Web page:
Supplement facts: Potassium intake is critical for better health, but taking potassium in supplement form, beyond the small amount typically found in multivitamins, is considered risky for kidney and heart health. We recommend working with your healthcare provider to assess your needs and how best to meet them. You can also review Ashley Koff’s Better Potassium Menu to get a week’s worth of menu items that meet the RDA for potassium, deliciously.



What it does:

  • Selenium is both a mineral and a powerful antioxidant.
  • Needed for proper thyroid and immune system function.
  • Helps protect our bodies from free radical damage.

Best food sources: Brazil nuts, crimini mushrooms, cod, shrimp, tuna, halibut, salmon, scallops, chicken, eggs, shiitake mushrooms, lamb, and turkey.



What it does: Sodium balances potassium, helping control muscle contractions and regulating water content in the body.

Best food sources: Beets, carrots, spinach, celery, pasture-raised meat and poultry, canned fish, cheese, sea salt.

Supplement facts: You’re probably not going to be supplementing with sodium, as it’s found in nearly every packaged, processed, and prepared food. If you eat these kinds of food regularly, then you’ll want to focus on incorporating potassium-rich foods into your diet. Sodium intake can affect potassium excretion and vice versa, so, ideally, you want to have a balance of both.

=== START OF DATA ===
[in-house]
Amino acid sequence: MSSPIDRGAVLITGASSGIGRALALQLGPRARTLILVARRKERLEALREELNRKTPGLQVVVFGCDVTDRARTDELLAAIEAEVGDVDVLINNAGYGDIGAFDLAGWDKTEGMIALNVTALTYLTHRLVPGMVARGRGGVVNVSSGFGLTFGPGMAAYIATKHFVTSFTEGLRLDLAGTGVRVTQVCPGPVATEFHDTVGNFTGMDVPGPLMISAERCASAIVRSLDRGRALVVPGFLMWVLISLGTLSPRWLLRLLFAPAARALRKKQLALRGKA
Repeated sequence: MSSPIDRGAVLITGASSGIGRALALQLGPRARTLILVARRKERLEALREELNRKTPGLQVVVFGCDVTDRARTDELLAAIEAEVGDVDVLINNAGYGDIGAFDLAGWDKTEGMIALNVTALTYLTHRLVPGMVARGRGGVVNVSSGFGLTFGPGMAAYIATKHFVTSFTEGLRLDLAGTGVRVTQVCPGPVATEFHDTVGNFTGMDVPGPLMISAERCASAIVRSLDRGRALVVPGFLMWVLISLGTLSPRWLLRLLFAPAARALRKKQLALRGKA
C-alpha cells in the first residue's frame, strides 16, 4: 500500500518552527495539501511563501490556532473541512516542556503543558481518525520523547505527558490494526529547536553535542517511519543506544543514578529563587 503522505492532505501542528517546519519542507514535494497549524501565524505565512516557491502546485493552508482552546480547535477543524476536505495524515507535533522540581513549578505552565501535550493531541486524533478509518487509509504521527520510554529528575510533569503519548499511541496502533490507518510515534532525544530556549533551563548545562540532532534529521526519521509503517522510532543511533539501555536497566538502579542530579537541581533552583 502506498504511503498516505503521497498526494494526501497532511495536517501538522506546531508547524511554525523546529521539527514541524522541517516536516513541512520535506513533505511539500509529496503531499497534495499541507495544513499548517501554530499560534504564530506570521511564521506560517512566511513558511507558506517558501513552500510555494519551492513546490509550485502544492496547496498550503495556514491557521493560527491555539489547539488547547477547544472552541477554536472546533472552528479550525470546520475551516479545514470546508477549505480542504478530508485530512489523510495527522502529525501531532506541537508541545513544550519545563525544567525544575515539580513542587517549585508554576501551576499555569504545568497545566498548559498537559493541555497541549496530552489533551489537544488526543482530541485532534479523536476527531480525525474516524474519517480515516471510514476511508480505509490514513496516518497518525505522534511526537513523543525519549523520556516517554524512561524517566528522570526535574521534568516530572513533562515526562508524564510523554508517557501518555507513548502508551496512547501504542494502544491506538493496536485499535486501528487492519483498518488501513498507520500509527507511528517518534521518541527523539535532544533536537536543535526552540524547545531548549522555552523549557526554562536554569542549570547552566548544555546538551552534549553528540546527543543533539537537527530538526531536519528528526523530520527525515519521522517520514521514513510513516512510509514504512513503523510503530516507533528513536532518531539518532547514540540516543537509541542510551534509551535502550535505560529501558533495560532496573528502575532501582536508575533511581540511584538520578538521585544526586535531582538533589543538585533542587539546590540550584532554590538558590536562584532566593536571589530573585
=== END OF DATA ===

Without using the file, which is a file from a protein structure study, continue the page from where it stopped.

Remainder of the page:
What it does:

  • Involved in more enzymatic reactions than any other mineral.
  • Critical for keeping our immune system strong and helping the body heal, especially the skin.
  • Supports both male and female fertility, healthy pregnancies, and development during childhood and adolescence.
  • Helps the nervous system and brain function optimally.
  • Keeps our sense of taste and smell sharp.*

Best food sources: Oysters, crab, beef, lamb, and pork.

Supplement facts: Supplemental iron can inhibit the absorption of zinc when taken at the same time.



The process of absorbing minerals occurs mainly in the digestive tract. Research shows that having a healthy microbiome – or a gut full of good gut bacteria – is critical for proper nutrient digestion and absorption. Consuming a diet rich in probiotics, or taking a probiotic supplement like our SmartyPants Probiotic Complete, could help maximize the vitamins and minerals you get from your food. For more about probiotics and how to pick the best ones, check out our interview with Dr. Pamela Peeke.